Wal-Mart employs new film solar technology
Bentonville, Ark. Wal-Mart Stores said Monday it will expand its renewable energy efforts through lighter, lower-cost thin film solar technology.
The retailer said it will add solar generating systems to another 20 to 30 sites in California and Arizona, and the majority of these locations will feature the new technology. The new solar power systems will be designed, installed, owned and maintained by SolarCity, Foster City, Calif.
"Developing and incorporating new renewable energy sources, like thin film, reduces energy price risk and aligns very well with our commitment to solving business challenges through technology," said Kim Saylors Laster, Wal-Mart VP energy.
When complete, this project is expected to supply up to 20% to 30% of the total energy needs for each location; produce up to 22.5 million kilowatt hours of clean energy per year; avoid producing more than 11,650 metric tons of carbon dioxide equivalent annually; and add to the 31 current solar installations Walmart has in California and Hawaii.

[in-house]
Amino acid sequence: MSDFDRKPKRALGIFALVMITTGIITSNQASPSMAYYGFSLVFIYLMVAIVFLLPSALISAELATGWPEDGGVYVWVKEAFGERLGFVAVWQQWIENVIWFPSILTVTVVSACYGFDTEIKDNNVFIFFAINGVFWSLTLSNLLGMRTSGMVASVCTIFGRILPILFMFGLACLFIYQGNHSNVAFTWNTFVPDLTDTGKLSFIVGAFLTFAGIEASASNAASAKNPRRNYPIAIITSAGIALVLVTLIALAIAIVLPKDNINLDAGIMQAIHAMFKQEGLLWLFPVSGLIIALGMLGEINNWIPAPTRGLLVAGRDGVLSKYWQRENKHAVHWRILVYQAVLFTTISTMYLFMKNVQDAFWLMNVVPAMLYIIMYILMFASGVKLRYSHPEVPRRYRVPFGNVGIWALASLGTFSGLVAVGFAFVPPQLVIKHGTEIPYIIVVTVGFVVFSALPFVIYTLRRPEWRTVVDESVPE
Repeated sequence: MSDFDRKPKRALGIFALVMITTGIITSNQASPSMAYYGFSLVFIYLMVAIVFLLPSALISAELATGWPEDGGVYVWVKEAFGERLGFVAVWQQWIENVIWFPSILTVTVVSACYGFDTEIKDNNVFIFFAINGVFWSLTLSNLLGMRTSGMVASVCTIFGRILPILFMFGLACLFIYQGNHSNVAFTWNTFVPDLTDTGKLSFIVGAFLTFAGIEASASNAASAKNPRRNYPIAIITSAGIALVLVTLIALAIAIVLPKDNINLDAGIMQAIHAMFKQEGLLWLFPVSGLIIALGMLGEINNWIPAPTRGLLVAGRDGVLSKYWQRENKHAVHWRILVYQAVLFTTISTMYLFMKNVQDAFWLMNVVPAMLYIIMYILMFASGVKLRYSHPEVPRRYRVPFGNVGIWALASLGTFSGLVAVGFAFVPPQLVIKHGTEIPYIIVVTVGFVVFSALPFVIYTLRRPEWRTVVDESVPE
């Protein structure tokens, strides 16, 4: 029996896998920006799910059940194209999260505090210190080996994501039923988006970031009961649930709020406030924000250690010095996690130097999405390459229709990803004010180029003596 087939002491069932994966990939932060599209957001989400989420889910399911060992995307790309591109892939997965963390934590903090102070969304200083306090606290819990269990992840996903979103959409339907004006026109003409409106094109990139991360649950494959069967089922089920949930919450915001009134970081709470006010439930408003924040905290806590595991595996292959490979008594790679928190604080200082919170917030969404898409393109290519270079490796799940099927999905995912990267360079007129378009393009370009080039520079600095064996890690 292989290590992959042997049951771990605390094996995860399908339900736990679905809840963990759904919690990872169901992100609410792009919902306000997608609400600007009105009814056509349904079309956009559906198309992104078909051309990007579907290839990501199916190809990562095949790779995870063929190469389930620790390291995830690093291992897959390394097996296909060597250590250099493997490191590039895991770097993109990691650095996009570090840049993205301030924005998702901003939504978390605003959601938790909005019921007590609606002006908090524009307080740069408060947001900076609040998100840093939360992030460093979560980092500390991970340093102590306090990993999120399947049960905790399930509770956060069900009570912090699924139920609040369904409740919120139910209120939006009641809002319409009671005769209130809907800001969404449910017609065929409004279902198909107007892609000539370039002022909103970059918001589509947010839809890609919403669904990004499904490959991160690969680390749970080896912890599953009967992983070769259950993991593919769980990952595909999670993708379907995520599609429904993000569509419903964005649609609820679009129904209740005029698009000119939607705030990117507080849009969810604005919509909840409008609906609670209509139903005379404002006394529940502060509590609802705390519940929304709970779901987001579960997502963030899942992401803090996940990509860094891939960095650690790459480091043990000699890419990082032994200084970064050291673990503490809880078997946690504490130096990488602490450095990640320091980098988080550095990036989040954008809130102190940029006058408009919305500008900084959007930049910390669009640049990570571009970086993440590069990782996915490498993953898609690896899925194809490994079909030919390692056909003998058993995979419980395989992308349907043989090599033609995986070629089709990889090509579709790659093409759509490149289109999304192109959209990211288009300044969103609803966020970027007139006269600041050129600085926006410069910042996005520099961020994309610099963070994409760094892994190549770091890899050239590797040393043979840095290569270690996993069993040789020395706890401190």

Thin film solar panels look similar to the traditional crystalline panels, but require fewer raw materials to manufacture, resulting in a smaller environmental impact over its life cycle, according to Wal-Mart.
The Walmart projects are using both copper indium gallium selenide (CIGS) and cadmium telluride thin film. The company's large scale on-site installation of CIGS could help further the development of this technology and bring it to market quicker, it said, while use of cadmium telluride thin film could help make the case for other businesses to adopt the technology for on-site commercial use.